Getty Images

No. 6 Georgia secures sweet revenge over No. 2 Auburn in SEC championship game to punch playoff ticket


Ticket punched, revenge complete.

No. 6 Georgia more than made up for their lone loss on the season by upsetting Deep South rival and second-ranked Auburn on Saturday evening 28-7 in an old school SEC Championship Game to secure the conference title and book their trip to the College Football Playoff at the same time.

The relatively low-scoring affair was quite the contrast to the Tigers’ victory three weeks ago on the Plains when they throttled the Bulldogs 40-17. Though quarterback Jarrett Stidham led the Auburn offense down the field to a quick strike touchdown on the opening drive of the game, that easy ball movement didn’t seem to return for either side as both defenses showed why they are two of the best in the country across the board. That early bit of momentum for Gus Malzahn’s team looked like it was going to lead to another repeat of the first meeting but that proved not to be the case when the Bulldogs seized control of the game and never let go the rest of the way.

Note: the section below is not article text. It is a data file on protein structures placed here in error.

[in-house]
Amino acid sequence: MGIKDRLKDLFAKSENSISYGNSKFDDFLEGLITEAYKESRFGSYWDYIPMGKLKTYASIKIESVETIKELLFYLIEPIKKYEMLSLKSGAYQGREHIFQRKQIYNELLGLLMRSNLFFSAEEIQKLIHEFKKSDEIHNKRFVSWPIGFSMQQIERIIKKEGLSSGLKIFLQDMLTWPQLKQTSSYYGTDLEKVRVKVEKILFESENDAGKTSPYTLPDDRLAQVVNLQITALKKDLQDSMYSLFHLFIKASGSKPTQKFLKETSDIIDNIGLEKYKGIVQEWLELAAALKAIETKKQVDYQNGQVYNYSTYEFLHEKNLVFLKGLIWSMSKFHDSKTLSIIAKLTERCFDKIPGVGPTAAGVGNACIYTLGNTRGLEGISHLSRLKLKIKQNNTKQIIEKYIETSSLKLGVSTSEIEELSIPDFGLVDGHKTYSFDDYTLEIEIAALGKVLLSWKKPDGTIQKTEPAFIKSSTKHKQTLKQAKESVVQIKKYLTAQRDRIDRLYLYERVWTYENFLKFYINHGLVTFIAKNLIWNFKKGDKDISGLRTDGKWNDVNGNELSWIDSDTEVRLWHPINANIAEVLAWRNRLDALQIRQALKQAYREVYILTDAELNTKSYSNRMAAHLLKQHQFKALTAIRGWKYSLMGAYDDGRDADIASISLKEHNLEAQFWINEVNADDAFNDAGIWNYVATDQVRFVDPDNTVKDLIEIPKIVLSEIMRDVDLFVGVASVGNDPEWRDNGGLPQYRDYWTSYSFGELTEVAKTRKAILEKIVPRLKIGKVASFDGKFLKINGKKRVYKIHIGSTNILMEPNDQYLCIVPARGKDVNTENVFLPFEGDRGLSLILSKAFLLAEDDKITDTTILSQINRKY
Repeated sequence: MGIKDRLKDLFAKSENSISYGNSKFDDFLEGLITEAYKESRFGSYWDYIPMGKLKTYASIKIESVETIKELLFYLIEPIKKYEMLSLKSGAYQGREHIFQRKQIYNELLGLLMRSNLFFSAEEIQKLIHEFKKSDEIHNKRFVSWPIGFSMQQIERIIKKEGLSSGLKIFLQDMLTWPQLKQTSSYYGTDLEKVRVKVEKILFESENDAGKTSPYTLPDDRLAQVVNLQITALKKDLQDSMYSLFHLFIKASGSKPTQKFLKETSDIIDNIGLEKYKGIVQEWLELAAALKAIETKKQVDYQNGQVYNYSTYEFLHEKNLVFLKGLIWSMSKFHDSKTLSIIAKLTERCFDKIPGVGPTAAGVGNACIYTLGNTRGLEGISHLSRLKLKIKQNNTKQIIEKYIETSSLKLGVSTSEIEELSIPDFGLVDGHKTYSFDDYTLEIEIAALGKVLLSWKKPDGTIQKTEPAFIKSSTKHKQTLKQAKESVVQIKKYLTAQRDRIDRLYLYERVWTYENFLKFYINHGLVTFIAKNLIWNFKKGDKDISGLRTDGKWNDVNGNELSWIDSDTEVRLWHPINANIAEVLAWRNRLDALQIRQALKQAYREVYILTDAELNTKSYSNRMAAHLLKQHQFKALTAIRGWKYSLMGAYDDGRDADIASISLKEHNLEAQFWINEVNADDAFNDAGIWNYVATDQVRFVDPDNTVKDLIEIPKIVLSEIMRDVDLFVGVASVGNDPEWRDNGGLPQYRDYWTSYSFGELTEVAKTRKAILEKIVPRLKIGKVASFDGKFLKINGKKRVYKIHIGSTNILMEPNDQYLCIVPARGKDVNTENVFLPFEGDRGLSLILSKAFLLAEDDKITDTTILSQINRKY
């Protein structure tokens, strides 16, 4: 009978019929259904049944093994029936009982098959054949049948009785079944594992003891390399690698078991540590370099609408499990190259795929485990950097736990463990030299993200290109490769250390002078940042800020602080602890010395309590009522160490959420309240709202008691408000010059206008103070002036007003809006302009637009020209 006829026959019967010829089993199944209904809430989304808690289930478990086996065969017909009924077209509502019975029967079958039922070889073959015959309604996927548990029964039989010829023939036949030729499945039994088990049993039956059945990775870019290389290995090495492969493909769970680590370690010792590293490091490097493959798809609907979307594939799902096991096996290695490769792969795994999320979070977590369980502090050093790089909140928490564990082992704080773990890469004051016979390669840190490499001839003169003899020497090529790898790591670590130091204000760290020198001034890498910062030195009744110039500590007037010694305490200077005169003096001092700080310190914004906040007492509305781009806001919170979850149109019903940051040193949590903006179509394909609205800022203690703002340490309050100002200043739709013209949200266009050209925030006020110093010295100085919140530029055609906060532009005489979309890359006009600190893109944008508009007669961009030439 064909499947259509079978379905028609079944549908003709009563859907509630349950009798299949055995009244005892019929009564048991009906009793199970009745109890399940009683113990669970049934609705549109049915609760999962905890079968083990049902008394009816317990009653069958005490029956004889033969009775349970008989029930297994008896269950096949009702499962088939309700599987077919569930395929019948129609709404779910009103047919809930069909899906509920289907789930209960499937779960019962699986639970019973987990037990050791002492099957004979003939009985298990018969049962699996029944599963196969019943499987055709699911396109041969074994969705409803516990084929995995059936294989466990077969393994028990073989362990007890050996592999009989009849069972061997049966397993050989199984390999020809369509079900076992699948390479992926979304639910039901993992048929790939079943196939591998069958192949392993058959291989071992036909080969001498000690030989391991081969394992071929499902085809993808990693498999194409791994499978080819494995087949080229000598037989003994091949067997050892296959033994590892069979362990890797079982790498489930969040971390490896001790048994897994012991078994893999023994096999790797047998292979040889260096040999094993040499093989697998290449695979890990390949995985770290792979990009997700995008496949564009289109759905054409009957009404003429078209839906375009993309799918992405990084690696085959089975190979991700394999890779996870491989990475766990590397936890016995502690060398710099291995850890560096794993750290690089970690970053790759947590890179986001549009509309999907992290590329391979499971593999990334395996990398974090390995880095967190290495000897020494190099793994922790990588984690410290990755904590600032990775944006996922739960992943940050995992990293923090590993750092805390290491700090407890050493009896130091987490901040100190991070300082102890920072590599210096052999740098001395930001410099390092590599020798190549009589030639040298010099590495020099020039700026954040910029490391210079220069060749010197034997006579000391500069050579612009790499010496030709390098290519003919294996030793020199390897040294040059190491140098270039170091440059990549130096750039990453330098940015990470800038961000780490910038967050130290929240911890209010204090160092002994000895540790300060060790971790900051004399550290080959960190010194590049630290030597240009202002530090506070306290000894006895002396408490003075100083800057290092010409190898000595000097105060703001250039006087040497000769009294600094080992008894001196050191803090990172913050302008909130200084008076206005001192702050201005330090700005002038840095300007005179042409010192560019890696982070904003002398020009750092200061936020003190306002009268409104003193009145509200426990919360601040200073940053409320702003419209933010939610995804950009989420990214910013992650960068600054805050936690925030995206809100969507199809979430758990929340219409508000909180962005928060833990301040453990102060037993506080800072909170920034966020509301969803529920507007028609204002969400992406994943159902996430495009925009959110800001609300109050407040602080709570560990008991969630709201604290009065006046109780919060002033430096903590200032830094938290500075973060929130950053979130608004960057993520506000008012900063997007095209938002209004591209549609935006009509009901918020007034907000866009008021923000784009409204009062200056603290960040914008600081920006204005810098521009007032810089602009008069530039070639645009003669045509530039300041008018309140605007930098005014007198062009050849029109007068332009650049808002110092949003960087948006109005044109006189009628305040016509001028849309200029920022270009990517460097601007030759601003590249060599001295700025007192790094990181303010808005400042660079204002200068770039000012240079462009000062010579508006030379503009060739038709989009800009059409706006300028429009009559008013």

A Stidham fumble early in the second quarter might have been one of the biggest game-changers of the day in Atlanta as it led to points on the other end. Bulldogs quarterback Jake Fromm found tight end Isaac Nauta wide open in the middle of the end zone off a fake toss play and was symbolic of the kind of bounce-back the freshman signal-caller (183 yards passing, two touchdowns) and the rest of the team would have.

Nothing summed that reversal of fortune up more than a pair of key defensive plays down the stretch in the second half. DaQuan Hawkins-Muckle blocked a short field goal right into the waiting arms of Dominick Sanders, while a fumble recovery at the start of the fourth quarter led to a perfect back-shoulder throw by Fromm to Terry Godwin (who also caught a two-point conversion) from seven yards out extended the lead further.